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Black aldermen would be in a bind if Preckwinkle runs for mayor

If County Board President Toni Preckwinkle decides to challenge Mayor Rahm Emanuel, it would put African-American aldermen between a rock and a hard place.

They would be forced to choose between a cutthroat politician known for playing hardball and a black elected official popular enough to lead a Harold Washington-style movement.

One day after Preckwinkle pointedly refused to rule out a race for mayor, some black aldermen who served with Preckwinkle in the City Council were predicting she won’t challenge Emanuel and hoping she doesn’t.

“I had a conversation with her and she said she enjoys the job she’s running for now. So, I have to take her at her word. She’s running for county board president,” said Ald. Carrie Austin (34th).

Austin was asked whether she would support Preckwinkle if she gets re-elected and turns right around and runs for mayor. That’s what then-State’s Attorney Richard M. Daley did in 1988.

“If I believe at the time she’s the best candidate for us, then I would support her. If not, I’ll continue to support my mayor,” said Austin, chairman of the City Council’s Budget Committee.

What about the political pressure to unite behind a black candidate?

“Why? Because she’s African American? No, no, no. I don’t support or vote that way. . . . She don’t feel pressured in supporting other people not of African-American descent, so I don’t either. If she don’t feel pressure, neither do I,” she said.

Pressed to describe what kind of mayor the former alderman would be, Austin made reference to what she views as the similarity between Emanuel and Preckwinkle.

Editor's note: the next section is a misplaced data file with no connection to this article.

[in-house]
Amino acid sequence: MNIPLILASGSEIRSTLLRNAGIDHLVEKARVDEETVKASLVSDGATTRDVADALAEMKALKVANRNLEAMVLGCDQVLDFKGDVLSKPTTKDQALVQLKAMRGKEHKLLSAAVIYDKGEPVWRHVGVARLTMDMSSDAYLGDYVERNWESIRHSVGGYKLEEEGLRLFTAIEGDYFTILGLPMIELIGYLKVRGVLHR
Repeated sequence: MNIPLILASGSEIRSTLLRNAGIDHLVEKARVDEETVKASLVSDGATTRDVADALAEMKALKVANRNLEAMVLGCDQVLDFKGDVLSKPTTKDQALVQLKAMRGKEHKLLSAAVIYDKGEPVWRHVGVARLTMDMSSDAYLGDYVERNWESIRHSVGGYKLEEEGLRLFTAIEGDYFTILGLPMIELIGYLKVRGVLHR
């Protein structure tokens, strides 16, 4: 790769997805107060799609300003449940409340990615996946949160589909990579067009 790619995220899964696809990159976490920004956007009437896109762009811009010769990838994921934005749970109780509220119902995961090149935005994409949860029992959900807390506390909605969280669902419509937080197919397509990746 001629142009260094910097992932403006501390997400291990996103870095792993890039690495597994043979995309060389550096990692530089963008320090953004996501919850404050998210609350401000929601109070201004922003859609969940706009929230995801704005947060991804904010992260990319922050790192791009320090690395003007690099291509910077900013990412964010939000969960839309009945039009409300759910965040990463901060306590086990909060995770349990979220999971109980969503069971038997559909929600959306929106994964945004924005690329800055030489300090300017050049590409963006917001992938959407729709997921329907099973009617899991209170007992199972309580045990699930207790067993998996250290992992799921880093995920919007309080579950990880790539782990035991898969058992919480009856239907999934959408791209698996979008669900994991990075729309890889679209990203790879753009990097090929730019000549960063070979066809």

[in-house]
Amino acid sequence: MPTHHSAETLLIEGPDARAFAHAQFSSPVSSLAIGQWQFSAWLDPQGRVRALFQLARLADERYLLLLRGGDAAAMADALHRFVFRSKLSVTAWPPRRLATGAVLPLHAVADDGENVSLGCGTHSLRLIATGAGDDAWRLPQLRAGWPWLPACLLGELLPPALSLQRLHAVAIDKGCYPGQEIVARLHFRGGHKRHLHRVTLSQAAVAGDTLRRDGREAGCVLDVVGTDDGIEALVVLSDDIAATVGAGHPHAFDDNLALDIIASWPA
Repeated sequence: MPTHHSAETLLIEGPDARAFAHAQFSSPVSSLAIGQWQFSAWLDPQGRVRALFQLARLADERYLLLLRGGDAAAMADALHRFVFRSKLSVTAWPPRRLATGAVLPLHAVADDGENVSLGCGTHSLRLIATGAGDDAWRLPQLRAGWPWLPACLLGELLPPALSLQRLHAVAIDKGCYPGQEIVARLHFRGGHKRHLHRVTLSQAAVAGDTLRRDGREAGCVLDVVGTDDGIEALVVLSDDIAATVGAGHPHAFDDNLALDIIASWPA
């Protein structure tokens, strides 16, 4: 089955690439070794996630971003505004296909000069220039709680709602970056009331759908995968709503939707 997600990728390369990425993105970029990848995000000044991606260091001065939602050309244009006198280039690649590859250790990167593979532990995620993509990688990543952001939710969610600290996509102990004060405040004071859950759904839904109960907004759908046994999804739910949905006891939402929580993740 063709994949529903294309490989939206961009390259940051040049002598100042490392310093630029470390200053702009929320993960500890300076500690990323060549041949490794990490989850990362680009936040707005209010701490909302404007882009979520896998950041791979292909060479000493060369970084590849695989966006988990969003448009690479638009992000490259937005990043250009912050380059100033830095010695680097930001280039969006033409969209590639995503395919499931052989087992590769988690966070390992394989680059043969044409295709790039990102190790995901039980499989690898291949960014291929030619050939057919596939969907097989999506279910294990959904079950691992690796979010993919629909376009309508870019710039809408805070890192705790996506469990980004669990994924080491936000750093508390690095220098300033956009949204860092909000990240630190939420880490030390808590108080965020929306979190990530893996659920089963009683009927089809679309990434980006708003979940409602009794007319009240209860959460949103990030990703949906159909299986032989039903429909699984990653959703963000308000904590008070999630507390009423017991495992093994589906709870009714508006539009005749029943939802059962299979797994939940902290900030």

“Well, they’re both tyrants,” Austin said.

She added, “Mayor Emanuel does a good job. Nobody is gonna ever agree wholeheartedly with anybody. Nobody really agreed with Mayor Daley on a lot of things that he did. But he did them to make Chicago a better city. This mayor does the same thing. They’re hard decisions. But it’s for the betterment of Chicago.”

Ald. Anthony Beale (9th) was equally noncommittal when asked if he would support Preckwinkle over Emanuel.

“Right now, I’m concerned with one race and that’s my own re-election. That’s where all my focus is going,” he said. “I’m not involved in any other race. I have to make sure Anthony Beale is successful in being re-elected.”

Beale acknowledged that the mayor’s popularity has taken a nosedive among black voters who helped put him in office, after school closings, charter openings, new school construction and a teachers strike that Emanuel helped to instigate.

“There were some tough decisions that were made that ruffled a few feathers, but the mayor is actively trying to turn those things around,” he said.

Beale was adamant about one thing: Former Ald. Robert Shaw (9th), who declared his candidacy for mayor on Thursday, doesn’t have a prayer against Emanuel.